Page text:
Friday, September 21, 2012

Edie


Reggie and Edie Tschorn
Yesterday, the world was diminished.  Edie Tschorn, my mentor, neighbor, former employer, friend and hero passed away, eleven months after being diagnosed with brain cancer.  She was one of the kindest, most giving and open people I've ever known, and while I will miss her more than I can ever convey, I was truly blessed to have had her in my life.  She's the reason I became a saddle fitter, and she had more influence on me than she probably knew; the good bits of me became better and brighter with her guidance. She encouraged me to start this blog, and encouraged me to keep going with it, suggested subject matter and often proofed the posts before I published them.  She helped me with pretty much every facet of my life, professional and personal, and did it with grace, tact and good humor, even when I was being my usual pushy, reactive, bull-headed Aries self.  (She once said to me, when we were working through a particularly difficult and potentially explosive issue with my difficult and potentially explosive mare, "I think I know you well enough to say that you and your mare are an awful lot alike."  Few people in this world could have said that to me at such a time without getting the rough and profane side of my tongue, but Edie did, and made me laugh about it, too.)

As often happens when my deepest heart is touched, it's hard for me to find the words that really express what I'm feeling.  Edie touched so many lives and mentored so many people, young and old; her hand and her heart were always open, she always had a moment for you - even when she didn't - and she never failed to find the right thing to say or do to make you feel good.  There are so many things I could say about her, so many things she did, so many examples of her wonderful nature, but I think the one thing that really sums Edie up is this:  At the end of every day in the shop, before we walked down the stairs and out the door, no matter if we'd had a herd of PITA customers and been gold-plated assholes that day (and there were times when I know I truly excelled at that), she'd say, "Thank you."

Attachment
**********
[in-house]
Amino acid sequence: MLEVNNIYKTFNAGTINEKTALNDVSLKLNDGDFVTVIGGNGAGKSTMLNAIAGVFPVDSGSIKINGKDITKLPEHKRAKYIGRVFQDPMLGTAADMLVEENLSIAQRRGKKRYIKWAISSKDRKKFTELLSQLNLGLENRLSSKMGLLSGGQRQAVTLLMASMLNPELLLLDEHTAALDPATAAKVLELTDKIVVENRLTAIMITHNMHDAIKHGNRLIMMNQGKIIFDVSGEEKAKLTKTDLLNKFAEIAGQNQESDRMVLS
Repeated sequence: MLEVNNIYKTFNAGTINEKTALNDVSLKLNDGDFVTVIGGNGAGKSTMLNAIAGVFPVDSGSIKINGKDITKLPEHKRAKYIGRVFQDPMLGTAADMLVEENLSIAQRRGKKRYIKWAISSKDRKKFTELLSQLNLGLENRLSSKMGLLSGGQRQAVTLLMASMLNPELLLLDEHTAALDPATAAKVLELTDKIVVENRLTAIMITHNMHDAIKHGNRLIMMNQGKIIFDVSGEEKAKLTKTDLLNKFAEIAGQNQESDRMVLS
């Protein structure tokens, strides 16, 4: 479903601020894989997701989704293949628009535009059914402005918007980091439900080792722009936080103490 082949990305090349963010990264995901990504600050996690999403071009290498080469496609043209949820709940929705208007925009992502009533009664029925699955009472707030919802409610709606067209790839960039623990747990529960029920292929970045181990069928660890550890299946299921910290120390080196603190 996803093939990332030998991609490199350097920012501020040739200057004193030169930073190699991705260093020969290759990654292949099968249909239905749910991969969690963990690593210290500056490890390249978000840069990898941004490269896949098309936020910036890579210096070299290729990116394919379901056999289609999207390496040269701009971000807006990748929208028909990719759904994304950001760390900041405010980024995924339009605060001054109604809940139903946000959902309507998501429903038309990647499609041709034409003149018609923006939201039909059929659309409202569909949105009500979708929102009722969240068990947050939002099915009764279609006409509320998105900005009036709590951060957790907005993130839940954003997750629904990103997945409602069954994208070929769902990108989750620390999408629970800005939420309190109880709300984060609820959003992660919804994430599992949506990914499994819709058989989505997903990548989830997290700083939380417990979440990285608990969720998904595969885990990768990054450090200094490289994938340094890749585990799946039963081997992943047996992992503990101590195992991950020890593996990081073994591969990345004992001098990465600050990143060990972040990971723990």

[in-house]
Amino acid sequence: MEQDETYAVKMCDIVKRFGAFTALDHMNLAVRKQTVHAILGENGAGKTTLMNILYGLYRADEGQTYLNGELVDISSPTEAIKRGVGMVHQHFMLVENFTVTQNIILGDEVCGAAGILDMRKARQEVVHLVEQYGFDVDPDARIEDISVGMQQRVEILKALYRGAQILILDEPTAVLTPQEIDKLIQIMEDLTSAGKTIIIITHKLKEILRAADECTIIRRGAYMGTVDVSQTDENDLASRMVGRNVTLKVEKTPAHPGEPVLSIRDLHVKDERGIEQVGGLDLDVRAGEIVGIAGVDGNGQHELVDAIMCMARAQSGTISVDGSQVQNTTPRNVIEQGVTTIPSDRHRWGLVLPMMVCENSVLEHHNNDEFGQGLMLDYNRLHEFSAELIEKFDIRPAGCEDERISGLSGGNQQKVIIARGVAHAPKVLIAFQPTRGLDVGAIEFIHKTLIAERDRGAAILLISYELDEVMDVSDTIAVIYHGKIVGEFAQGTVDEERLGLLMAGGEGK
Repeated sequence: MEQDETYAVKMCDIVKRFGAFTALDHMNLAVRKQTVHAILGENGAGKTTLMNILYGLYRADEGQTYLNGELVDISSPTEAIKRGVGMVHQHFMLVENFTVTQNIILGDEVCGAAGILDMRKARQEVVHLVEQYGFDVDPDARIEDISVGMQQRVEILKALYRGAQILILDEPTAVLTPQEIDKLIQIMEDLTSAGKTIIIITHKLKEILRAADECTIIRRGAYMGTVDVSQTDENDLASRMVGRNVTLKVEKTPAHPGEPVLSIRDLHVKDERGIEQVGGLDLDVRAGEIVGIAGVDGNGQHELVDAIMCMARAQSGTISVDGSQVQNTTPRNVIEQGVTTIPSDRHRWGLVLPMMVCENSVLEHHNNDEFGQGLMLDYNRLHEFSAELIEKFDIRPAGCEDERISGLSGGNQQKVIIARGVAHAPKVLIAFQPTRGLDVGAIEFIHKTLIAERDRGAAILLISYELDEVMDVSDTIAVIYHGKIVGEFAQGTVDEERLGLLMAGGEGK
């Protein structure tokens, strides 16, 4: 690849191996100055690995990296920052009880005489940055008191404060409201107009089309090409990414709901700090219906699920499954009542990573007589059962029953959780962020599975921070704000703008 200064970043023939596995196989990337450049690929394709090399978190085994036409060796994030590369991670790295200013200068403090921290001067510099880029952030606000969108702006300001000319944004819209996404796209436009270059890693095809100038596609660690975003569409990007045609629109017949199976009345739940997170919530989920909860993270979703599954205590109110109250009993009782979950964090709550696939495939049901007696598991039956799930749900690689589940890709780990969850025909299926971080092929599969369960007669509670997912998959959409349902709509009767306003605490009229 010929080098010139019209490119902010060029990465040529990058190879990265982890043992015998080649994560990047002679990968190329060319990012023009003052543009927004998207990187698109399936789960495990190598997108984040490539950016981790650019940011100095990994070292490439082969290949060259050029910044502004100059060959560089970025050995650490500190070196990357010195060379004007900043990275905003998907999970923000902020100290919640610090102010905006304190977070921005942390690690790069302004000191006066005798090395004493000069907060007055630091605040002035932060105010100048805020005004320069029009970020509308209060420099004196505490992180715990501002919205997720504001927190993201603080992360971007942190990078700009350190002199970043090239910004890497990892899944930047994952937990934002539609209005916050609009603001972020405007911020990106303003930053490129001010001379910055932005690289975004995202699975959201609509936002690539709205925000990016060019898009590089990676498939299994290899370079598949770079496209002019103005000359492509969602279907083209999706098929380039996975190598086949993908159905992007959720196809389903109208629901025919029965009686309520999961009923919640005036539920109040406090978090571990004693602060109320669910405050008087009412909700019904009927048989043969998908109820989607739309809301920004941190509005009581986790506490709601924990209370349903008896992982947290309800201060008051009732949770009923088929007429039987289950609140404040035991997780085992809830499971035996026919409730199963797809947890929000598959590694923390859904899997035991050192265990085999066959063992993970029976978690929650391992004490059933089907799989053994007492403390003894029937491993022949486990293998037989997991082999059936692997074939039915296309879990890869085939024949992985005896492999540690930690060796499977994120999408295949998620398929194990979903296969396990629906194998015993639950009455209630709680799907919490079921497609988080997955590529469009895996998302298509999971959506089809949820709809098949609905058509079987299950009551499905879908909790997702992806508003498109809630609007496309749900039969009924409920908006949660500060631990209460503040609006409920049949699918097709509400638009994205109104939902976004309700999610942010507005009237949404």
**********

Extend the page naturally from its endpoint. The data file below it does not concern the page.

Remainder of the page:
8 comments:

TBDancer said...

I have been a follower-lurker on your blog for awhile now, but your entry today was just lovely. You did something that is very difficult: You put into words your profound love and respect for someone who meant a great deal to you and made her a real person for those of us who did not know her. Edie touched everyone's life and made the world around her a better place. Thank you for sharing your story of her--and by extension, sharing her--with us all.

saddlefitter said...

TBDancer, thank you so much for the kind words. I'm glad I was able to get across even a little of the wonderful person she really was.

STB Eventer said...

I am so sorry to hear of Edie's passing. I have always had the utmost respect for her. Your words were lovely and make my heart hurt you and everyone who was touched by Edie's kindness. Hugs to you.

Nic said...

Beautifully said Kitt.

Cut-N-Jump said...

What TBDancer said. Well written post and a fine tribute to someone close to your heart.

Don't worry Kitt, when you are facing a challenge, dealing with an asshole or even on a good day, you will likely find yourself thinking- "What would Edie do? How would she handle this?" and so she will still be with you in the long term.

Val said...

A lovely tribute.
I so sorry to hear of your loss.

I believe that your Edie contributed to the selection of the saddle which I purchased from your tack store. No saddle has ever felt so wonderful. I wonder how many people Edie has helped, perhaps without their evening knowing.

jane augenstein said...

So sorry for the loss of your dear friend.

Galadriel said...

Oh, no. I'm so sorry to hear it.